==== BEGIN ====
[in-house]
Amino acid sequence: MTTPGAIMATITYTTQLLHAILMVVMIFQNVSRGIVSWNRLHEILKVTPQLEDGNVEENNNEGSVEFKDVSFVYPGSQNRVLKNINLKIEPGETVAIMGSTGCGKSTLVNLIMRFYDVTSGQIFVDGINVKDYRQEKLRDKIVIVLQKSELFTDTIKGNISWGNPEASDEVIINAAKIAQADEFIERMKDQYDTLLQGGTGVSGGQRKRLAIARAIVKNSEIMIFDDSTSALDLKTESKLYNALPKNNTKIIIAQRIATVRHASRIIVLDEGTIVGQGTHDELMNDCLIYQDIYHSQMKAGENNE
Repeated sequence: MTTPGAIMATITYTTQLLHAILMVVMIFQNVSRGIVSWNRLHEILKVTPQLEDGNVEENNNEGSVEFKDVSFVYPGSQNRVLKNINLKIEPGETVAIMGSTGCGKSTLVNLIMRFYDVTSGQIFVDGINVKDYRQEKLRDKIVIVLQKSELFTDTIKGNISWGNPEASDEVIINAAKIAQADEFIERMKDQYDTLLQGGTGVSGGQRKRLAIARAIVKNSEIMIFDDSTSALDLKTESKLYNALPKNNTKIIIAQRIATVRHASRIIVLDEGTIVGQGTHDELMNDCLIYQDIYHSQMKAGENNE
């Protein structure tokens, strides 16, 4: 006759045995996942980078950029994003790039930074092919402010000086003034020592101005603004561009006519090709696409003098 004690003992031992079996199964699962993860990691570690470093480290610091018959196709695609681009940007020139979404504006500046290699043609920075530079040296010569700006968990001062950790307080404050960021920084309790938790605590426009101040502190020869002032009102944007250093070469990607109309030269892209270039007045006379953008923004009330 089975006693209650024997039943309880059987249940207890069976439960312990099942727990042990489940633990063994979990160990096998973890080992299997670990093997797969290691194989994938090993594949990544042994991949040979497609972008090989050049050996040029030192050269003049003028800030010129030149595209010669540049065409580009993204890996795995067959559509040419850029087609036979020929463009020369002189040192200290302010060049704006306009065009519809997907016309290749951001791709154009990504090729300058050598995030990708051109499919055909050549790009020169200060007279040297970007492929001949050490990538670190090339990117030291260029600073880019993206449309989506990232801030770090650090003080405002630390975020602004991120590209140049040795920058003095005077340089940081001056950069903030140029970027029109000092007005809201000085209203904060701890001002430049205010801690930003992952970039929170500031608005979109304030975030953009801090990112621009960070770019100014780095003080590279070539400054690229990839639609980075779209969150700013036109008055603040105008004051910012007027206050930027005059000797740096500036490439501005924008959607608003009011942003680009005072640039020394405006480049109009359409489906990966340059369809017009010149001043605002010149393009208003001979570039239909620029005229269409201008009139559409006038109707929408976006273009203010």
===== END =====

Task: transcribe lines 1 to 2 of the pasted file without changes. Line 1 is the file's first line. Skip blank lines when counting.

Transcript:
[in-house]
Amino acid sequence: MTTPGAIMATITYTTQLLHAILMVVMIFQNVSRGIVSWNRLHEILKVTPQLEDGNVEENNNEGSVEFKDVSFVYPGSQNRVLKNINLKIEPGETVAIMGSTGCGKSTLVNLIMRFYDVTSGQIFVDGINVKDYRQEKLRDKIVIVLQKSELFTDTIKGNISWGNPEASDEVIINAAKIAQADEFIERMKDQYDTLLQGGTGVSGGQRKRLAIARAIVKNSEIMIFDDSTSALDLKTESKLYNALPKNNTKIIIAQRIATVRHASRIIVLDEGTIVGQGTHDELMNDCLIYQDIYHSQMKAGENNE